Byrd's 1929 journey opened the southernmost continent to science
To commemorate the historic flight that laid the groundwork for today's United States Antarctic Program, the National Science Foundation is making available video and still images of Richard E. Byrd's flight to the South Pole on Nov. 29, 1929, and of a commemorative flight earlier this month by a modern-day LC-130 cargo plane that retraced Byrd's route.
The material also includes scenes and interviews at the present day Amundsen-Scott South Pole Station, where scientists conduct year-round research. The video may be downloaded from satellite at the coordinates below on Monday, Nov. 29 and Tuesday Nov. 30.
Today, NSF maintains three year-round scientific stations in Antarctica, including the one at the geographic South Pole, and puts several hundred researchers into the field annually between October and February.
But 75 years ago, it was Byrd who paved the way by flying an early tri-motor aircraft into unknown territory, proving aircraft were up to the changes presented by the world's highest, driest, coldest and most forbidding continent.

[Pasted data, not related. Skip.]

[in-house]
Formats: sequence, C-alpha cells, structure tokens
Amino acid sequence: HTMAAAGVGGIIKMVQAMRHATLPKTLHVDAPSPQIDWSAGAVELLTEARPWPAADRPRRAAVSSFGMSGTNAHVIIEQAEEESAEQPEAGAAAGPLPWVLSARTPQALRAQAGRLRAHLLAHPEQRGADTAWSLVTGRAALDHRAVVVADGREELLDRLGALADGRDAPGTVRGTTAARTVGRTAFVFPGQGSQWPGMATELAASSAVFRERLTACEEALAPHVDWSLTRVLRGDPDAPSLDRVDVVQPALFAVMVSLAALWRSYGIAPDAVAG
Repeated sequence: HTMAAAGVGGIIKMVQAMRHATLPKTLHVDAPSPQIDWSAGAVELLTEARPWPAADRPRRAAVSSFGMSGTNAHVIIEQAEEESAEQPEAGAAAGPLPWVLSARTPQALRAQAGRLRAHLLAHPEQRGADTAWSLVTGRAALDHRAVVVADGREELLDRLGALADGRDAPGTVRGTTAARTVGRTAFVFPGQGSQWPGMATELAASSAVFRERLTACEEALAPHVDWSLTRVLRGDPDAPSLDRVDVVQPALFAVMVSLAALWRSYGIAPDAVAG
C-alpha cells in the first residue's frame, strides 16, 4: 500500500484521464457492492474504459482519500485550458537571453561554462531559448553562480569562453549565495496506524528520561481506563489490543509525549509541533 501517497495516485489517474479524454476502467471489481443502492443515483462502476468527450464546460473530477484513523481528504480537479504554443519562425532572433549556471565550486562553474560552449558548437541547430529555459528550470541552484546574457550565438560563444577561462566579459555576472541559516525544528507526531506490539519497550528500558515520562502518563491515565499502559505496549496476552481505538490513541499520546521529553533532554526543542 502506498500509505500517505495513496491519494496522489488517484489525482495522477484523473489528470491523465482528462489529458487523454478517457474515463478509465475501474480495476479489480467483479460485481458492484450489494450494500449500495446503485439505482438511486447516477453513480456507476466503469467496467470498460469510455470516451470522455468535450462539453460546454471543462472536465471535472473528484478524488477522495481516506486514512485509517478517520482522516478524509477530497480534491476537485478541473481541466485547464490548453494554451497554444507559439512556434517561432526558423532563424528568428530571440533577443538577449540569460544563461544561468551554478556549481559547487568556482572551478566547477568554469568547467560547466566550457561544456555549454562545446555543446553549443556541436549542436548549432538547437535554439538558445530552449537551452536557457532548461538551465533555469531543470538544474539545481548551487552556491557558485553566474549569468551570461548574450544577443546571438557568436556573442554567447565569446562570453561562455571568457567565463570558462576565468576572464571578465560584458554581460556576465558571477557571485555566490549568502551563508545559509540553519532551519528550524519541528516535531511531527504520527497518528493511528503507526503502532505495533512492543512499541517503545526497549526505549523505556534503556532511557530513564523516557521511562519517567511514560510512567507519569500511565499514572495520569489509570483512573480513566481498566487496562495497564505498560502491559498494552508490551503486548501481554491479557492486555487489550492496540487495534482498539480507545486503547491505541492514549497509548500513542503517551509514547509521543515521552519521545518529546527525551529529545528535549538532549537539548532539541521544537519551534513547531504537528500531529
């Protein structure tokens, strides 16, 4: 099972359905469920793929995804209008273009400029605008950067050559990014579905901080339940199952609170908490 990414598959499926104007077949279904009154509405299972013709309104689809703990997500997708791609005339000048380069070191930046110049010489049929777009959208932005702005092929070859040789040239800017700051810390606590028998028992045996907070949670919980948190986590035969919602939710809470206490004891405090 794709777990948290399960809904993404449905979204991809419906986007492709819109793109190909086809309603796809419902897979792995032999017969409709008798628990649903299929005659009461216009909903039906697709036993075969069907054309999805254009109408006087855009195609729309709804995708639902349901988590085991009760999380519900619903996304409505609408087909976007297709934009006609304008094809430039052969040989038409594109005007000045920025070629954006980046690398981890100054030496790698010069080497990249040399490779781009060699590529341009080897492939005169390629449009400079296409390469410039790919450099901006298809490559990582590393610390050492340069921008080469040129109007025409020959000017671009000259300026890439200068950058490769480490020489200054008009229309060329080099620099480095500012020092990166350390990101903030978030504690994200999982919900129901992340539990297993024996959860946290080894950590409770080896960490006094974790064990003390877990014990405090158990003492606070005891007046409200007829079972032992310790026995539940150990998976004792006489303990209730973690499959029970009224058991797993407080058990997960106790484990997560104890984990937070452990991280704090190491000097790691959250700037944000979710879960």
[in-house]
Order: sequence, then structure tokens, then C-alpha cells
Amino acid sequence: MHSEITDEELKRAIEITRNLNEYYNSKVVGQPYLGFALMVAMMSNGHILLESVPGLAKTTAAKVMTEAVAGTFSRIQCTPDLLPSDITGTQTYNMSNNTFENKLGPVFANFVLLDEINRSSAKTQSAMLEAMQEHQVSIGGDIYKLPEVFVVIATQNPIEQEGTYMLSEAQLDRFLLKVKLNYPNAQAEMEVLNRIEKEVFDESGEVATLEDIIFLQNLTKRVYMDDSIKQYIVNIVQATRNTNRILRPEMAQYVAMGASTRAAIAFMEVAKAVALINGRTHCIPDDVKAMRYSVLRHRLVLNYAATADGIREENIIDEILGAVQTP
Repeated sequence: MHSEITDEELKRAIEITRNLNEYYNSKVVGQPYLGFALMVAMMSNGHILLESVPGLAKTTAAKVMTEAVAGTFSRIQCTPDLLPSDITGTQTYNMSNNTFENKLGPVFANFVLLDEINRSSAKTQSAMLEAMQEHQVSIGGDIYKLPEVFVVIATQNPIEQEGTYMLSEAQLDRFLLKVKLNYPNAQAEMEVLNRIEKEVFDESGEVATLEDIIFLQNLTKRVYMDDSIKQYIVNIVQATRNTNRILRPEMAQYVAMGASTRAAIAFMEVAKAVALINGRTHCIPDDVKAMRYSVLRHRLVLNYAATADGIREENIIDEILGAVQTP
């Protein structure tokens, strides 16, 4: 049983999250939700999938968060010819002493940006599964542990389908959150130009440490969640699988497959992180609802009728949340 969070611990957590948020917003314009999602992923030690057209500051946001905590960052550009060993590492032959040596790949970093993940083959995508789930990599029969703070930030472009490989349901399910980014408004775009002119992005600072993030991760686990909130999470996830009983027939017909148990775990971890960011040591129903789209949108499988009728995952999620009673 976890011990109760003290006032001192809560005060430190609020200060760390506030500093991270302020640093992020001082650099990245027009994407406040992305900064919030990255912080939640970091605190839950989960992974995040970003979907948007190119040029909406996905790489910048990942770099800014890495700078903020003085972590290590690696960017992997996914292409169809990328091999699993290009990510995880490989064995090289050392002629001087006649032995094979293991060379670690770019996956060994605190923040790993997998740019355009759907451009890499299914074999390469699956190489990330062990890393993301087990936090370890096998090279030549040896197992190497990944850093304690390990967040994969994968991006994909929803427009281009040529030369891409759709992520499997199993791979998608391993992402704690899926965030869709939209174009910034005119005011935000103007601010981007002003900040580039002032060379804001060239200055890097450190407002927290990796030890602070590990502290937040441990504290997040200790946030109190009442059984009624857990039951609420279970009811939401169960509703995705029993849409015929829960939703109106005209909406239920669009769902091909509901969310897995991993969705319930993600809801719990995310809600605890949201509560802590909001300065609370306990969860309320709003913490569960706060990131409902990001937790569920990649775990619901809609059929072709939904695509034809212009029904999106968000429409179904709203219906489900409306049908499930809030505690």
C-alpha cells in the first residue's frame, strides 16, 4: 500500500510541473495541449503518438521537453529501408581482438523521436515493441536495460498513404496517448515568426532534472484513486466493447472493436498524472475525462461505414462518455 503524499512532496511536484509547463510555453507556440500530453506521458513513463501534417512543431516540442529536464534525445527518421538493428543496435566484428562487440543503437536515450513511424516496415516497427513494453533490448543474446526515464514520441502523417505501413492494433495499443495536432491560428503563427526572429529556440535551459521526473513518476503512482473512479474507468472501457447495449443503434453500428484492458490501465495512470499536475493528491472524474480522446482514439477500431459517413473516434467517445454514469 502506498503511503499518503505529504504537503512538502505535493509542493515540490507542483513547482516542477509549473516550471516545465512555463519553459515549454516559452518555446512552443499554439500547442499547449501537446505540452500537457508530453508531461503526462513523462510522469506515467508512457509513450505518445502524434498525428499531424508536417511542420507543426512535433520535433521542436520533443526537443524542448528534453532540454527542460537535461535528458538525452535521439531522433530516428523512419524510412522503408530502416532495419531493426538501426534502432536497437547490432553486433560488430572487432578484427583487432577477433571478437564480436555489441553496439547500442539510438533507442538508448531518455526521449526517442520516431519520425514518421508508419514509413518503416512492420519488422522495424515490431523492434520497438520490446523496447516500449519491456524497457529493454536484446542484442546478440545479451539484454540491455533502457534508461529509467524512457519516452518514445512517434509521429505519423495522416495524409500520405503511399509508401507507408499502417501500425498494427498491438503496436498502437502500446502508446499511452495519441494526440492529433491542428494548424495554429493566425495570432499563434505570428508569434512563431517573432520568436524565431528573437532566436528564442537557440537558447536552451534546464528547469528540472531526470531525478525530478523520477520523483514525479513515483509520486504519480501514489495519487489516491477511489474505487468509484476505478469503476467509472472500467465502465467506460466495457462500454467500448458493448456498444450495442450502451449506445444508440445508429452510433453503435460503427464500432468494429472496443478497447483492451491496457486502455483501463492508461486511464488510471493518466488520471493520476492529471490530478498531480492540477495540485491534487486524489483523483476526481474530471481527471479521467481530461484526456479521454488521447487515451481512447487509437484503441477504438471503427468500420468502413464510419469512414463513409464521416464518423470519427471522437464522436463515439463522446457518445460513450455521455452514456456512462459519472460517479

His success made him a national hero, and Americans followed the news of his flight with the same intensity felt by their children a generation later as they followed the first moon landing.
The video contains an animation tracing Byrd's route and uses archival footage to show milestones of Byrd's flight. It contrasts his plane with the modern ski-equipped aircraft flown today. It also explain the scientific importance of the South Pole as a world-class observatory for studying the Earth's weather patterns and climate as well as a site for telescopes that look out into the far reaches of the cosmos and back in time to help show us how the universe came into being.
Monday, November 29
DL 4000 V
Tuesday, November 30
DL 4020 H
Source: Eurekalert & othersLast reviewed: By John M. Grohol, Psy.D. on 21 Feb 2009
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